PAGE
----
Charlie Sheen Endorses LELO HEX Condom
Charlie Sheen joined forces with the world-leading pleasure brand LELO to unveil what experts describe as one of the most important innovations in sexual health for 70 years: LELO HEX™, the Condom Re-Engineered.
"Announcing my HIV condition gave me a new sense of purpose in speaking actively on sexual health. That's why LELO HEX™ is such an important project for me," said Sheen. "Not only is it a revolutionary product that is ready to go -- it's something radically different that can help curb the rise of STIs and reduce the stigma on condom usage. If you want to change how people see condoms -- a great place to start is by changing the condom itself!"
LELO HEX™ launched globally June 14 on LELO.com, commencing a two-month 'HEX Appeal' project that aims to "revolutionize the world of condoms for good." For this period, up to 10,000 backers are able to order LELO HEX™ before anyone else, with Charlie Sheen endorsing the project as the first major innovation in condoms for 70 years.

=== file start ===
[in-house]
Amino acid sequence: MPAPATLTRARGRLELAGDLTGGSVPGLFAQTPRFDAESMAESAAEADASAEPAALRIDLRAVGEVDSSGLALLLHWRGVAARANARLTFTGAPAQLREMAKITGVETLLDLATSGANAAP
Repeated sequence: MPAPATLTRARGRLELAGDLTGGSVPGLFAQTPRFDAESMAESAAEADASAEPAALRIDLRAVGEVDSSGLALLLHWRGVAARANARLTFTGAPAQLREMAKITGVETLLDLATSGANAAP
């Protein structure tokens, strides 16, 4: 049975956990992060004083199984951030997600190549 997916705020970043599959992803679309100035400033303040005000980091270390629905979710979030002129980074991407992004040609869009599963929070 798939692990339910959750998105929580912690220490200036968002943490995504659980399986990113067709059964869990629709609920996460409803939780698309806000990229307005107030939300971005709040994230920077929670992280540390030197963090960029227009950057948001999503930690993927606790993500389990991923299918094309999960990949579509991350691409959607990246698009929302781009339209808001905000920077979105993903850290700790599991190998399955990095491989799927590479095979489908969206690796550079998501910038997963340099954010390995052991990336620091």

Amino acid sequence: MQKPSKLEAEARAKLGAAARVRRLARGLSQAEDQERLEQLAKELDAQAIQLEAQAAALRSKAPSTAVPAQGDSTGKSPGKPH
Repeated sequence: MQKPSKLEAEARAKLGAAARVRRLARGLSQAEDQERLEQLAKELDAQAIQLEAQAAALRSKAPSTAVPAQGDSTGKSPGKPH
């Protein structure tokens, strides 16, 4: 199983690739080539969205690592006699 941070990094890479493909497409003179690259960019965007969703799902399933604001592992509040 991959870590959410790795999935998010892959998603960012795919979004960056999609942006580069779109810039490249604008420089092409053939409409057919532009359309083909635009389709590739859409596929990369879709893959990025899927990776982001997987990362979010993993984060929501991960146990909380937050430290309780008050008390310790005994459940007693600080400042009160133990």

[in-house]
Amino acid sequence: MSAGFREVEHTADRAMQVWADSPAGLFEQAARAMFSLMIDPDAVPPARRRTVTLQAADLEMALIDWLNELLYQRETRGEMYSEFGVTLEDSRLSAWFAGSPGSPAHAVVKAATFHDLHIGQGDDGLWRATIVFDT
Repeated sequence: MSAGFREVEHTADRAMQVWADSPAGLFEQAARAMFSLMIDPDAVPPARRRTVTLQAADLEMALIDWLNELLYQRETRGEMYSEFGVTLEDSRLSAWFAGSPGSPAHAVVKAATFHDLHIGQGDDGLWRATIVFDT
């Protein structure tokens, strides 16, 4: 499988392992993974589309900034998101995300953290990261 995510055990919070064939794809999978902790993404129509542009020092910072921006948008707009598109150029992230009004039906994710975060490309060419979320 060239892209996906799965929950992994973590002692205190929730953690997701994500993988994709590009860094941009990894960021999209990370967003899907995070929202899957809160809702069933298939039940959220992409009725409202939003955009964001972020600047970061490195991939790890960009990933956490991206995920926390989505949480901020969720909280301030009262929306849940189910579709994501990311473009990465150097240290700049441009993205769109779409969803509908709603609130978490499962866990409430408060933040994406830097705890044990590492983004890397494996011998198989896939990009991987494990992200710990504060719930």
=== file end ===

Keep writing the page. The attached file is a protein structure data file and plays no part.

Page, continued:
HIV Breakthrough: Antibody Neutralizes 98 Percent Strains of the Virus
Scientists have made a significant breakthrough in discovering an antibody that neutralizes 98 percent strains of the virus. In an article, the research team at the National Institutes of Health found that the antibody N6 can neutralize 16 of the 20 strains of HIV that have thus far resisted all kinds of medications.
The discovery is the most promising to date, and comes after decades of failed attempts to neutralize the virus, which changes surface proteins quickly to evade recognition.
Study Finds Anti-AIDS Vaginal Ring Partially Protects Women